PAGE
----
Tuesday, January 05, 2016
Remembering Gertrude Brown and the Brown Derby
It was something that we had never seen in Newtonia. In the past, if we wanted to get a fountain drink, an ice cream cone, or a cheeseburger, we had to go six miles to the Dairy Dip in Granby or even further to Neosho to the Corral.
That all changed on January 10, 1969, when the Brown Derby opened its doors, two miles west of Newtonia on Highway 86. That date is forever fixed in my mind because for years afterward, the poster announcing the opening date was pinned on the bulletin board at Ted Arnall's barbershop.
I was still almost a couple of months from becoming a teenager when the Derby opened for business, so my trips to the establishment were limited. It quickly became a hangout for East Newton High School students, especially after school and after night time activities since the restaurant was only a mile from the school.
On rare occasions, my friends and I would walk to the Derby, always making sure to stay far from the road in the wide ditches on both sides. Sometimes when we were lucky and there were not many people in the back room, where the pool table was located, we would manage to scrounge up a quarter and play pool as we drank our soft drinks. And as anyone who ever went to the Brown Derby can tell you, the Pepsi-Cola fountain drinks from the Derby were the best they ever had.
If we were not able to find 25 cents after buying a Pepsi and a hamburger, we would take the cue ball and compete against each other, banking it off the sides and creating our own games.
For me, there was always the jukebox. My favorite times were the rare ones when I was the one who was able to select the music- five songs for a quarter. Gertrude always made sure there were plenty of oldies, and I had the opportunity to play the Roy Orbison, Elvis Presley, Ricky Nelson, and Johnny Rivers songs that were not yet in my record collection.
Many times after Brad Letts passed his driver's test and bought a used car, he ended up reluctantly taking his younger brothers and me to the Derby.
As we reached our high school years, some of the younger people who went to the Derby (the adults always ate in the dining section in front) were lured away from the restaurant by the opening of Reta's in Granby. By that time, I was driving and as everyone knew, several of the best looking girls at East Newton were working at Reta's. The Brown Derby was a smaller restaurant and usually only had one waitress working at a time and sometimes it was an adult and not a high school girl.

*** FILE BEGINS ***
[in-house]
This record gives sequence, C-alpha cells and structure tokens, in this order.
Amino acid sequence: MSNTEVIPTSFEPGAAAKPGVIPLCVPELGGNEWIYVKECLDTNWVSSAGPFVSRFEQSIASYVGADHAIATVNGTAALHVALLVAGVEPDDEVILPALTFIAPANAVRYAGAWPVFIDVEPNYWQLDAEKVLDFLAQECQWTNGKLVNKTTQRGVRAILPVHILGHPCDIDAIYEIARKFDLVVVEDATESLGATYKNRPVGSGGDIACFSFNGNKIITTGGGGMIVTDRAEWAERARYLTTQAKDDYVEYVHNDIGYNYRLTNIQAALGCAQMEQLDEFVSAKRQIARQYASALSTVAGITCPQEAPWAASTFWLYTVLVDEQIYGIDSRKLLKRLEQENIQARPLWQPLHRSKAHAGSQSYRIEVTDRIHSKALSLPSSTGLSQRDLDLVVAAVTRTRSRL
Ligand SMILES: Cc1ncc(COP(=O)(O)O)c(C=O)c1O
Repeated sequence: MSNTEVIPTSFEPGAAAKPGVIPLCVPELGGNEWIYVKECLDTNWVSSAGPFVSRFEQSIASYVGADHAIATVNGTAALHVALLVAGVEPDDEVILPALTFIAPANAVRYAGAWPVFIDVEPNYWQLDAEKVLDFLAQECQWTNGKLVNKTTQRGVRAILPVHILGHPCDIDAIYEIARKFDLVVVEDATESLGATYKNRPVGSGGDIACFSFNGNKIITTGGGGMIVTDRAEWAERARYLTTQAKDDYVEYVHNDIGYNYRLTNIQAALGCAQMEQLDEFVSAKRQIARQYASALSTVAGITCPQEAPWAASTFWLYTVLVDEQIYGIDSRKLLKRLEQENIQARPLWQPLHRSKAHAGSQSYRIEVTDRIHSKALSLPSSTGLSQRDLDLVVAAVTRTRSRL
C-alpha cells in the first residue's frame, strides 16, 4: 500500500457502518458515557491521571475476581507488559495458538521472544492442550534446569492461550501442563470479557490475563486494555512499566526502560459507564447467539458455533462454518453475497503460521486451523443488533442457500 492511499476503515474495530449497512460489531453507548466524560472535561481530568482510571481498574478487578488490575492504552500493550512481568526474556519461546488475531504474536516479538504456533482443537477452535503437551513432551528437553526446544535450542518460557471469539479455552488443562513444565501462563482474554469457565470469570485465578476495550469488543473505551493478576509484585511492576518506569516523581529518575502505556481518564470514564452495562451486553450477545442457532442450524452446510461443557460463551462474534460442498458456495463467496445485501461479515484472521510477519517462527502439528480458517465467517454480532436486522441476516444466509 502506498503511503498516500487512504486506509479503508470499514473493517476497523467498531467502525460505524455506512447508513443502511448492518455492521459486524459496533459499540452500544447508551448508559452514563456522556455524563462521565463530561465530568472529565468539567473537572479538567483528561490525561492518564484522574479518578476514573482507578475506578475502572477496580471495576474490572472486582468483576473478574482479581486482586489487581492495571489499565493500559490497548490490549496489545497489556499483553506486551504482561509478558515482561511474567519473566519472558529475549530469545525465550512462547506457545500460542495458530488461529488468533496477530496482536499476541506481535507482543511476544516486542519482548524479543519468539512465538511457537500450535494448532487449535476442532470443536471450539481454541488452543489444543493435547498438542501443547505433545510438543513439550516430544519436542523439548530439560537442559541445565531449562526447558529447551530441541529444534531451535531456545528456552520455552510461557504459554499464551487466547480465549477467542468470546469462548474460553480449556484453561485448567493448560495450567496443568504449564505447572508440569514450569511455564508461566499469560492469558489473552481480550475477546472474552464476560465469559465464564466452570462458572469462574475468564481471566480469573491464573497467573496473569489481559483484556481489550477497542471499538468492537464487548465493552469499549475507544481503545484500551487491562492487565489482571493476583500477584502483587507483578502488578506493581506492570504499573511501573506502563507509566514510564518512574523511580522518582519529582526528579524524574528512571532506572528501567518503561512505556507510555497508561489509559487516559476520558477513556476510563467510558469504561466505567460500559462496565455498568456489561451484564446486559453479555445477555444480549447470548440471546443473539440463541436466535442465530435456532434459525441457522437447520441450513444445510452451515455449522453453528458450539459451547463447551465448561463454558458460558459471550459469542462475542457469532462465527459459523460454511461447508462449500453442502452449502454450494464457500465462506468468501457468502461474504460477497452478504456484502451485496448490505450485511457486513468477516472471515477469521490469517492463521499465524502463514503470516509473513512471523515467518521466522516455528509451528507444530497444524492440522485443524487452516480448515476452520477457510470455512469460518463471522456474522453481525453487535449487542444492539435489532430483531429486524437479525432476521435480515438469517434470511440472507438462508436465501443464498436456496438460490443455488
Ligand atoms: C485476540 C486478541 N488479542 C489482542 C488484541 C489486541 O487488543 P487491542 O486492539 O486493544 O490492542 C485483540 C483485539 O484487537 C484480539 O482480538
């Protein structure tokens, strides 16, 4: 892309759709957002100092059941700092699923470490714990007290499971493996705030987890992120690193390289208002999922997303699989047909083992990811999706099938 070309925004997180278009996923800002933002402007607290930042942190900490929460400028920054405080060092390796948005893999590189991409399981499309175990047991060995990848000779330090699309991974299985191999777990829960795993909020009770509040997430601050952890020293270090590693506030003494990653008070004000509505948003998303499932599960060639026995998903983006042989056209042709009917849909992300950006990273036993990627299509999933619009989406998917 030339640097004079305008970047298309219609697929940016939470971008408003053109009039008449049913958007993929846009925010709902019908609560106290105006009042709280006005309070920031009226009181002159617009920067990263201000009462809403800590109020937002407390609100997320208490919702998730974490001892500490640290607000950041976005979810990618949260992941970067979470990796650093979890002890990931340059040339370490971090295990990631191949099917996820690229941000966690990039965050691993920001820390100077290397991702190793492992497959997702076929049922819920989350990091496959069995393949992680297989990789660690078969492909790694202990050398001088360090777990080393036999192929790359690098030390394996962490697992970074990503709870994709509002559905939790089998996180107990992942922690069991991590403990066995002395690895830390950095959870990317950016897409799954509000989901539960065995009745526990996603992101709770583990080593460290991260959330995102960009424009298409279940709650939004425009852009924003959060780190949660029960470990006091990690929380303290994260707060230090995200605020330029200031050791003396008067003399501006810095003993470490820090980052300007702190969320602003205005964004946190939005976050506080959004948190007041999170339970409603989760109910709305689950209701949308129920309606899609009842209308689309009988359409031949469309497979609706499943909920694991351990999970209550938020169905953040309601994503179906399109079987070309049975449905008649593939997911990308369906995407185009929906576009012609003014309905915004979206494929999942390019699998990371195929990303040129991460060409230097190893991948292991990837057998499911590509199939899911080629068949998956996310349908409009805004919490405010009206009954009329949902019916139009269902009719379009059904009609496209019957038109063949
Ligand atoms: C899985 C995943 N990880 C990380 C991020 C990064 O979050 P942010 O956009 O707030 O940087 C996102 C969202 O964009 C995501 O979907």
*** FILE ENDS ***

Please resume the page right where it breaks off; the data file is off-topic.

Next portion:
I didn't worry about taking some of my business to Reta's.
The Brown Derby was always going to be there, I thought. And its owner, Gertrude Brown, would be there to keep the young people in line, smiling even as she grew more exasperated with some of our antics.
The building that housed the Brown Derby still stands on Highway 86, but when the sign finally came down years after the restaurant closed its doors, there was no clue to those who did not live through those days why the Derby was so important to the people of Newtonia, Stark City, and the other nearby communities.
The Derby, like Reta's, the Dairy Dip, the Corral and so many other establishments that played such important roles in those coming-of-age years, are only memories today, but what wonderful memories.
When I heard of the death of Gertrude Brown at age 99, my thoughts immediately turned to the Brown Derby, the restaurant that she ran for two decades. I remembered the nights when she was gone to one bowling competition after another, sometimes on the local level, sometimes at the national.
I remember the people who made the Derby such an inviting place- the adult employees who kept us in line and the high school aged waitresses like Robyn, Lou Ann, and Rita, who we quickly found out could do an even better job of keeping us in line.
I remember the taste of that Pepsi Cola, loaded down with crushed ice, those burgers, the ice cream, and the sounds of worn jukebox versions of Roy Orbison singing "Pretty Woman." and Johnny Rivers singing "Memphis."
More than a quarter of a century has passed since the Brown Derby's doors closed for the final time but for those of us who had the privilege of spending time there, our debt to Gertrude Brown can never be repaid.